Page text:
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As millions of new accounts are created across multiple social media platforms, it has become very convenient for the spread of false news. One fake news can spread like fire through the wide reach of social media.
Ever read two articles on the same topic and noticed different information? News agencies tend to have bias sometimes and fail to display the whole truth. It is necessary for the public to know what news source to trust.
Sometimes false news can be fatal to the ones reading them. Reading fake news about viruses, terrorists and lead the general public to do harm to themselves and others.
Ever read a news article a said, what that doesn't sound right? Sometimes news sources publish articles that make the people say to themselves: WHAAAAT?
For our product, we collected our data utilizing other datasets from Kaggle. Originally, each dataset comprised of different categories to differentiate each news article, including dates, titles, text, authors, languages, and a real vs. fake classification. Additionally, the dates of each article varied between March 2015 - February 2018. In total, 51,233 news articles were incorporated into our final product, 26,645 of which were fake news, while 24,588 were real news. Furthermore, including both text and titles, a total of 100,575,991 words were used!
To prepare for training and sampling, we first boiled our data down into the categories "Title + Text"(or "tt") and "Real/Fake", thus removing the categories "Date" and "Type" which we deemed less relevant to training our model.
Next, we employed tokenization and converted everything to lowercase.
The initial tokenization left some words combined, so we followed up by separating words combined at periods, different data types, capital letters, non-existent words, and contractions.
We now had an abundance of data and text, but not all of it was useful. The last step to our data cleaning was dropping stopwords, short words, text within parentheses, possessives, special characters, and links (RegEx).
The sigmoid function (in red) works much better with binary outputs, squeezing everything down between 0 and 1. This also allows the function to be differentiable. The sigmoid function is used on its own in simple neural nets, and also inside cells in neural nets like LSTM which are more complicated. It is best used for binary outputs where there are only two cases.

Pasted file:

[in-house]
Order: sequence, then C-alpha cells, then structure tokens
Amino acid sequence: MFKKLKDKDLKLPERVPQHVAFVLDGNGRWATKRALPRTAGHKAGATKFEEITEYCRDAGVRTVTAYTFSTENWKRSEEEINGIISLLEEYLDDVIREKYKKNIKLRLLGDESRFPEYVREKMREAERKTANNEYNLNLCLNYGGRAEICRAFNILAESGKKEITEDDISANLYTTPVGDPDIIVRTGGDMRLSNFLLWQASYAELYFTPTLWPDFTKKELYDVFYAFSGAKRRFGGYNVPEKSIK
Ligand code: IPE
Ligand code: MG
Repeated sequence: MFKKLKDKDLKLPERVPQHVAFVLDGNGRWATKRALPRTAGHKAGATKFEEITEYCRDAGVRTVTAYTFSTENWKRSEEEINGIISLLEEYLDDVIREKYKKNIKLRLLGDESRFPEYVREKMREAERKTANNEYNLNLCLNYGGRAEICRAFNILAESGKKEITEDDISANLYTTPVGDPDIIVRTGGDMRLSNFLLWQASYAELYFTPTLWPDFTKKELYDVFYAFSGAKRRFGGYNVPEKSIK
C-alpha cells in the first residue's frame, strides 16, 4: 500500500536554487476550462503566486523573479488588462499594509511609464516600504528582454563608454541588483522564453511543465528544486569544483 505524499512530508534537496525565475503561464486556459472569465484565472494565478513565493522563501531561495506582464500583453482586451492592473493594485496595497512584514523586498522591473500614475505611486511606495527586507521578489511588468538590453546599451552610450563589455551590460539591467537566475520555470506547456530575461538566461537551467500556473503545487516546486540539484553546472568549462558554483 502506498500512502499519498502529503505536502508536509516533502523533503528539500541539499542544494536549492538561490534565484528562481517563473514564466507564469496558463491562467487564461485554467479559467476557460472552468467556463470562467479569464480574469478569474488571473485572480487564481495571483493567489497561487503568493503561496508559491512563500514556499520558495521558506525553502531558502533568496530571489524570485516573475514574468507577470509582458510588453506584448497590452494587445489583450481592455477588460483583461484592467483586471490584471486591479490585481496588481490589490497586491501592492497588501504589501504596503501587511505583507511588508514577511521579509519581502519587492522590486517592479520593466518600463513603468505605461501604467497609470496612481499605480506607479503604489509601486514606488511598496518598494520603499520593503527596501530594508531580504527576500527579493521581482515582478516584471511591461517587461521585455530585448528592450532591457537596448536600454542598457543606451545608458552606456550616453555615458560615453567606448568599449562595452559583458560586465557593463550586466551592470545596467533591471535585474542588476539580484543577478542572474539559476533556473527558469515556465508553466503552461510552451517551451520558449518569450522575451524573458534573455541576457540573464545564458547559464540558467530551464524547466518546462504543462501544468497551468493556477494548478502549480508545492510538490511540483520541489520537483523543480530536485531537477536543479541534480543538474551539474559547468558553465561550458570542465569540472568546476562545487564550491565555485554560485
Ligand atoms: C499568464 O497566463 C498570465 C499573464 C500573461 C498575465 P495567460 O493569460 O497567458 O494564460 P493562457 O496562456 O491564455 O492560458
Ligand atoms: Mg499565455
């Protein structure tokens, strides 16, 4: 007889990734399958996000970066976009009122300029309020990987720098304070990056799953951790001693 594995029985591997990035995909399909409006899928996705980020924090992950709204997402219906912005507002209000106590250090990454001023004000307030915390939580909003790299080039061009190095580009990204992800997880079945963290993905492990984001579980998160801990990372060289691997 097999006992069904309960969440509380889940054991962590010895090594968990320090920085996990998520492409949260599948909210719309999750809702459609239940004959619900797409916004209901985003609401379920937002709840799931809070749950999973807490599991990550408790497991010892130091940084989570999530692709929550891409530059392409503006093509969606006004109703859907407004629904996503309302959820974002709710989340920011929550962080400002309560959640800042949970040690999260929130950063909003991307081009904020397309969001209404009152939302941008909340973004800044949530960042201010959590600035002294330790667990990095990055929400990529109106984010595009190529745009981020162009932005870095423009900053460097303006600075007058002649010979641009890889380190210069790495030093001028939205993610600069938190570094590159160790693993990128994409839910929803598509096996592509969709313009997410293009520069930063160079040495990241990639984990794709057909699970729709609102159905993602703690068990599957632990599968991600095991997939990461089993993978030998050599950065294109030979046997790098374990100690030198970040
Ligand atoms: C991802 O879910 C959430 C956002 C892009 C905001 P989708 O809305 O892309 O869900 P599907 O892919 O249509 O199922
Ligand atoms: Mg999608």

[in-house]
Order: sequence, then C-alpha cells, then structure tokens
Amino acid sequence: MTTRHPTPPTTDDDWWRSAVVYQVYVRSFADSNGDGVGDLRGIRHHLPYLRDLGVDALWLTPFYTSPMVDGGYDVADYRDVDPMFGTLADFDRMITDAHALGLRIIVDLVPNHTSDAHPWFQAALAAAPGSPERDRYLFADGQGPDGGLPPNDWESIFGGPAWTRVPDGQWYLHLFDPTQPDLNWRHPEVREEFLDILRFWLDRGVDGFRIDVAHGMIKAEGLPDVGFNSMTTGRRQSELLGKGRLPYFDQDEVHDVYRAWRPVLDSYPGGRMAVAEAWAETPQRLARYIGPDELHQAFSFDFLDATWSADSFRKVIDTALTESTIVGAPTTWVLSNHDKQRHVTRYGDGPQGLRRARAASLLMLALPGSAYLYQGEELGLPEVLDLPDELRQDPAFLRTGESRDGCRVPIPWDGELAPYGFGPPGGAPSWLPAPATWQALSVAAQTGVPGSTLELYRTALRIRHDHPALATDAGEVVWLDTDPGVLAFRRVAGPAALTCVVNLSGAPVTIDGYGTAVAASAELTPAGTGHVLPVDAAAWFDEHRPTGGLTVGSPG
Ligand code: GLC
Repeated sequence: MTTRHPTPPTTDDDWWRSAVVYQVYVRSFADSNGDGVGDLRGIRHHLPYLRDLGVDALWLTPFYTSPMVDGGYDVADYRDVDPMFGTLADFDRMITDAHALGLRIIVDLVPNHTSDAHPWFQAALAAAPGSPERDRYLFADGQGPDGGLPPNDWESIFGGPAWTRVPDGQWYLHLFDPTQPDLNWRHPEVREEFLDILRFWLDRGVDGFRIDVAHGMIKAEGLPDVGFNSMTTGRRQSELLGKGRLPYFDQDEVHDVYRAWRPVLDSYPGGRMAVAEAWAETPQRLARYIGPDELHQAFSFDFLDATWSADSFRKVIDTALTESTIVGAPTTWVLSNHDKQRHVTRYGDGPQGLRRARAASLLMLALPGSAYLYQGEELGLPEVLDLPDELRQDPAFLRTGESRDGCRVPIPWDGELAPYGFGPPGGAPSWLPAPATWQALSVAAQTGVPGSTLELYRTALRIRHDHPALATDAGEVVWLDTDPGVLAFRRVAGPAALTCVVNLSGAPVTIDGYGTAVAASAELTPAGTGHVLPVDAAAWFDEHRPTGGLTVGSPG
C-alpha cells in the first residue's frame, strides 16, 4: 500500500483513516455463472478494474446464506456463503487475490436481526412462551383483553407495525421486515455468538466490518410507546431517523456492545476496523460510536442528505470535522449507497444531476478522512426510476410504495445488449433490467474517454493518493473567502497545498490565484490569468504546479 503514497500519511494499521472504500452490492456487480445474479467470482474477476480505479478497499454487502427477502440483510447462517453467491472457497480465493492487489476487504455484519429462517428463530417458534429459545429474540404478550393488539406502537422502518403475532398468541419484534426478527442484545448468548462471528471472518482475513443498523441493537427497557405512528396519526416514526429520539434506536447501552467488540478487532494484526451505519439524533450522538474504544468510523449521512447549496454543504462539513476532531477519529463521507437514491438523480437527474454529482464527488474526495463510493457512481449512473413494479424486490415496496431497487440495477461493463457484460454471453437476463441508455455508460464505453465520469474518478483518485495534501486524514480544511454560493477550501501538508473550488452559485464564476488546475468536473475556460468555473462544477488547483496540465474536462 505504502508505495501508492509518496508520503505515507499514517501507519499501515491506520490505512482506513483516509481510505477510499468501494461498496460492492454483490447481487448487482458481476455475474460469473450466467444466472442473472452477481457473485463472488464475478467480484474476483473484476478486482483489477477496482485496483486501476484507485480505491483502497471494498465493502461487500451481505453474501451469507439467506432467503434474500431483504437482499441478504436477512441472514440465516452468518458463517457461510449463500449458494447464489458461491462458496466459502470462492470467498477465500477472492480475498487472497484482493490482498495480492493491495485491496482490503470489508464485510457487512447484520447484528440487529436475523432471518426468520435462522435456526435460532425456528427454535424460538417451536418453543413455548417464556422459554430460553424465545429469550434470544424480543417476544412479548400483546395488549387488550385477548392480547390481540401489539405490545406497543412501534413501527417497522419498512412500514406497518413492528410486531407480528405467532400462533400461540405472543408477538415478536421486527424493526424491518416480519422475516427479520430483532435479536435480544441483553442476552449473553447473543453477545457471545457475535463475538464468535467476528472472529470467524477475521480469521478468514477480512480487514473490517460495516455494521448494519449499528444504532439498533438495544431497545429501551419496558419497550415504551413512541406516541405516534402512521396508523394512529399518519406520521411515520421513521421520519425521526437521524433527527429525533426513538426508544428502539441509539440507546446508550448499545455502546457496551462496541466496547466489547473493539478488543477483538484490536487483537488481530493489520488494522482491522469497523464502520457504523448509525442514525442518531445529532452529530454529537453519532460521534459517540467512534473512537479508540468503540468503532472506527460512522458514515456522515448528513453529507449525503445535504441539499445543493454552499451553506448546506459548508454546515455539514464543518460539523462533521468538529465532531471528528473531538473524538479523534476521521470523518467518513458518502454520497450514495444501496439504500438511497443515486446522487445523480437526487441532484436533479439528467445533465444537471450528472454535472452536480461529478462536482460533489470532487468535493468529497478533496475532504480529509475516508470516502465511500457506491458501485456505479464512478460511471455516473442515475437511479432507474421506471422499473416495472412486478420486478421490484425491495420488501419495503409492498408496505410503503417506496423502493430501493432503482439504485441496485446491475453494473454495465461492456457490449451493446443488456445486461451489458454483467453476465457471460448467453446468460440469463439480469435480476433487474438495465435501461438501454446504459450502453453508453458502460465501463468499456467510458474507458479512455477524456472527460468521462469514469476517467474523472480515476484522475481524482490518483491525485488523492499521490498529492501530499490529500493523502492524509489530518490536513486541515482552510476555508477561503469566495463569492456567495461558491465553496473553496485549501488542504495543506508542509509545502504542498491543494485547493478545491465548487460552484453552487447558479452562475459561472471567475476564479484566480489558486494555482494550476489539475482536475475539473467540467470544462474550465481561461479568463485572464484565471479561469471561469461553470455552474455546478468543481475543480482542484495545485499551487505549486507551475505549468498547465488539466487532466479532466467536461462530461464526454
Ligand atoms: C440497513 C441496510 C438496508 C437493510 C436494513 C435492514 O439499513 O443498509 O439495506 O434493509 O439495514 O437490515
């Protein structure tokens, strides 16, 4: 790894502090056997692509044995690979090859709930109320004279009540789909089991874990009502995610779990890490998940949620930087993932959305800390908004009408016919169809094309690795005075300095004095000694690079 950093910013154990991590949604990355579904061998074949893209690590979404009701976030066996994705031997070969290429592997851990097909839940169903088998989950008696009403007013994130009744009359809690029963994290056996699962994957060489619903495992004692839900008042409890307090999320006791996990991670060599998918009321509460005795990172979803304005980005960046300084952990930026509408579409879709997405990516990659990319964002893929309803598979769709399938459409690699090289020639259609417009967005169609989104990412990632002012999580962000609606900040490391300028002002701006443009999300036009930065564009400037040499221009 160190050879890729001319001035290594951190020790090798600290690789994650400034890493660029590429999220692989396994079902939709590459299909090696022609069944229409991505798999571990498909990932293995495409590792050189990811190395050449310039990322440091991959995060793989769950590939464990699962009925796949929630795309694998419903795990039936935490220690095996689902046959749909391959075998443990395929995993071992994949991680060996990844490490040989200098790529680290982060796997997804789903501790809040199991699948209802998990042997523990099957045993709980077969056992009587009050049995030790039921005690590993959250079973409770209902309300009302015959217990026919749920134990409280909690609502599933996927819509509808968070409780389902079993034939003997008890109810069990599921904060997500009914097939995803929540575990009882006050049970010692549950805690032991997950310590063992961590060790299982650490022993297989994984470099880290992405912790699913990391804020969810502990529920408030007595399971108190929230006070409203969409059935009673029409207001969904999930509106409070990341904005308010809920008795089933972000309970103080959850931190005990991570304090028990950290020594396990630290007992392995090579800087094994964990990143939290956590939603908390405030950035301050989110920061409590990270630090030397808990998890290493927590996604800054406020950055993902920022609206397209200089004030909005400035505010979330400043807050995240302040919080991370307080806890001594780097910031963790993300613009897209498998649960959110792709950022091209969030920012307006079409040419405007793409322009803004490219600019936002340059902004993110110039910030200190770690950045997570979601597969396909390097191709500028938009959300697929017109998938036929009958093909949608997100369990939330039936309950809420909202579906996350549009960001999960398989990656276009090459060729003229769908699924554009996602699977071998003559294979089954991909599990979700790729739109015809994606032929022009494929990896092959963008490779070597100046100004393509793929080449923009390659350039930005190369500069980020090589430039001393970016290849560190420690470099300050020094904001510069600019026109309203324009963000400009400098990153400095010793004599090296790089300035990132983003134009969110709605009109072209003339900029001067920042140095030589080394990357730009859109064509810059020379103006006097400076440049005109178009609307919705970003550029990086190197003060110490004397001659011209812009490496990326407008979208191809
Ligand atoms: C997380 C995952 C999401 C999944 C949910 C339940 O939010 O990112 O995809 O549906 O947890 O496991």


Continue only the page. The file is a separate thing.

σ = 1 / (1 + e^-x)
SVMs look for a hyperplane (line in 2D, plane in 3D, ect.) dividing two populations. It attempts to maximize the distance between the division and the closest data points, also known as support vectors. These support vectors "guide" the hyper plane to divide the two populations as good as possible. In cases where the data is not linearly divided, we can use a kernel to project the data onto a higher dimension. In this new dimension, we can draw a new hyper plane that divides the populations.
Image from https://towardsdatascience.com/svm-feature-selection-and-kernels-840781cc1a6c
Naive Bayes asks the question: what is the probability that A happens given B? In our case, it asks: "What is the probability of the article being fake, given the text?" The neural net learns which probabilities on the right contribute most to the final probability of the article being fake. So instead of adjusting weights and biases, the neural net will adjust the probabilities instead.
LSTMs solve the problem of the vanishing gradient by passing along a cell state (long term memory) as well as the previous output (short term memory). It uses the cell state, the previous output AND the new input to determine its value. The cell state is modified through a forget gate and an input gate. The forget gate tells the cell state what to forget and what to keep, while the input gate adds new information from the input. This is particularly useful when analyzing long sentences. A normal RNN might forget what happened at the beginning of the sentence, while LSTM can use the entire sentence as contex to calculate its output.
For our evaluations, we used a confusion matrix to figure out how effective our model is.
First of all, we used accuracy to measure how often the classifier was correct, while the error rate measured how often the classifier was incorrect. For our model, the accuracy on the testing set was about 0.9897550111358575.
We also used recall to determine how often true is predicted when the result is actually true. To calculate the recall rate, we divided the true positive values by the total number of actual true values. The recall rate of our testing set was around 0.9893469198703103.